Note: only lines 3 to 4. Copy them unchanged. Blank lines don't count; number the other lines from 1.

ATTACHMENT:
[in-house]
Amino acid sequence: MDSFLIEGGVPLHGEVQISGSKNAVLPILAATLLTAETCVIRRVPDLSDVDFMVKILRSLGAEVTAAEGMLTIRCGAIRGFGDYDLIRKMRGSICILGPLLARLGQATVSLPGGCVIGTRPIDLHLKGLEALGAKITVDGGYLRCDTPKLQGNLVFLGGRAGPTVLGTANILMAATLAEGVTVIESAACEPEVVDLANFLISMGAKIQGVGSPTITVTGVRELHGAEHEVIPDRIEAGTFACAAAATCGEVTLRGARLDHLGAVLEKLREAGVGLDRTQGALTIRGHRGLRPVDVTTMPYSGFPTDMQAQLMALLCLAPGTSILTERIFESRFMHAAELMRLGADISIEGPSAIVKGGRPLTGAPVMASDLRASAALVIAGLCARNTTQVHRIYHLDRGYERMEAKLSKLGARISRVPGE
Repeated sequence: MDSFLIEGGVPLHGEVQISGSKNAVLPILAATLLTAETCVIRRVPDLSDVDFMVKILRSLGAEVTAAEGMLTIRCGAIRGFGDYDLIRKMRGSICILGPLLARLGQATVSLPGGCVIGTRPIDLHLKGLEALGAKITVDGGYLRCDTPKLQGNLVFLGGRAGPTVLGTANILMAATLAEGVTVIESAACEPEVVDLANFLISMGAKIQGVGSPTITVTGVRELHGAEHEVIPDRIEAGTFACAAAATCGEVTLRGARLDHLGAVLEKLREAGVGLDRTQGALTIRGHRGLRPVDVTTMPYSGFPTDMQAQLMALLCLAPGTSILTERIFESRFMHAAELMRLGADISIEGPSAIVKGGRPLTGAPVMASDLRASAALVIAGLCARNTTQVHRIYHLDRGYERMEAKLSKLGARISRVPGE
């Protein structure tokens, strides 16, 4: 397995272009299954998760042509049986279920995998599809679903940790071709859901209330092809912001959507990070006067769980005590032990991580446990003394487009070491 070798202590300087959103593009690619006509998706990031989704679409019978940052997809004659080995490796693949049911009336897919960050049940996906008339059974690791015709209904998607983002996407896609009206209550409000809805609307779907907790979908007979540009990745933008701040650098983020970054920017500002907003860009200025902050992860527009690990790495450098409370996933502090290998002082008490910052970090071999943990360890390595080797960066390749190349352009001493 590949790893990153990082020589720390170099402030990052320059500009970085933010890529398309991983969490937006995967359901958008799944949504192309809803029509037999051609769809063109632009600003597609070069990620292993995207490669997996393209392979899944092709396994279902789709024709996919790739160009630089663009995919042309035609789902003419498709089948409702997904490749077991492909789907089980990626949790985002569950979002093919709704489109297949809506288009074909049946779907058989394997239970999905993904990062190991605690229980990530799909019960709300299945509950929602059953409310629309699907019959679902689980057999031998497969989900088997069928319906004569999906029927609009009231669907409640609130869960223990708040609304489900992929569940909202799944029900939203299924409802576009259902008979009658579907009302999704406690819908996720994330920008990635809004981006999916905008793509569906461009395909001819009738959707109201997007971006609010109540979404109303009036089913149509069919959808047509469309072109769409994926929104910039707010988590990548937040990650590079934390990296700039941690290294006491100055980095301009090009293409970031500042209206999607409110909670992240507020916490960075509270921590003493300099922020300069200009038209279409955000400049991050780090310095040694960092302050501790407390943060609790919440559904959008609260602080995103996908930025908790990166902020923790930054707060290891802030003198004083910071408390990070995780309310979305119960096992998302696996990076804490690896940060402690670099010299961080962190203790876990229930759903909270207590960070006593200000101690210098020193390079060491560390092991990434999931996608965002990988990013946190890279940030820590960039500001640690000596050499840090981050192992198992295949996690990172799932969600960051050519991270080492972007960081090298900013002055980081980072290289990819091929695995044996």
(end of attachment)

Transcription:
Repeated sequence: MDSFLIEGGVPLHGEVQISGSKNAVLPILAATLLTAETCVIRRVPDLSDVDFMVKILRSLGAEVTAAEGMLTIRCGAIRGFGDYDLIRKMRGSICILGPLLARLGQATVSLPGGCVIGTRPIDLHLKGLEALGAKITVDGGYLRCDTPKLQGNLVFLGGRAGPTVLGTANILMAATLAEGVTVIESAACEPEVVDLANFLISMGAKIQGVGSPTITVTGVRELHGAEHEVIPDRIEAGTFACAAAATCGEVTLRGARLDHLGAVLEKLREAGVGLDRTQGALTIRGHRGLRPVDVTTMPYSGFPTDMQAQLMALLCLAPGTSILTERIFESRFMHAAELMRLGADISIEGPSAIVKGGRPLTGAPVMASDLRASAALVIAGLCARNTTQVHRIYHLDRGYERMEAKLSKLGARISRVPGE
């Protein structure tokens, strides 16, 4: 397995272009299954998760042509049986279920995998599809679903940790071709859901209330092809912001959507990070006067769980005590032990991580446990003394487009070491 070798202590300087959103593009690619006509998706990031989704679409019978940052997809004659080995490796693949049911009336897919960050049940996906008339059974690791015709209904998607983002996407896609009206209550409000809805609307779907907790979908007979540009990745933008701040650098983020970054920017500002907003860009200025902050992860527009690990790495450098409370996933502090290998002082008490910052970090071999943990360890390595080797960066390749190349352009001493 590949790893990153990082020589720390170099402030990052320059500009970085933010890529398309991983969490937006995967359901958008799944949504192309809803029509037999051609769809063109632009600003597609070069990620292993995207490669997996393209392979899944092709396994279902789709024709996919790739160009630089663009995919042309035609789902003419498709089948409702997904490749077991492909789907089980990626949790985002569950979002093919709704489109297949809506288009074909049946779907058989394997239970999905993904990062190991605690229980990530799909019960709300299945509950929602059953409310629309699907019959679902689980057999031998497969989900088997069928319906004569999906029927609009009231669907409640609130869960223990708040609304489900992929569940909202799944029900939203299924409802576009259902008979009658579907009302999704406690819908996720994330920008990635809004981006999916905008793509569906461009395909001819009738959707109201997007971006609010109540979404109303009036089913149509069919959808047509469309072109769409994926929104910039707010988590990548937040990650590079934390990296700039941690290294006491100055980095301009090009293409970031500042209206999607409110909670992240507020916490960075509270921590003493300099922020300069200009038209279409955000400049991050780090310095040694960092302050501790407390943060609790919440559904959008609260602080995103996908930025908790990166902020923790930054707060290891802030003198004083910071408390990070995780309310979305119960096992998302696996990076804490690896940060402690670099010299961080962190203790876990229930759903909270207590960070006593200000101690210098020193390079060491560390092991990434999931996608965002990988990013946190890279940030820590960039500001640690000596050499840090981050192992198992295949996690990172799932969600960051050519991270080492972007960081090298900013002055980081980072290289990819091929695995044996």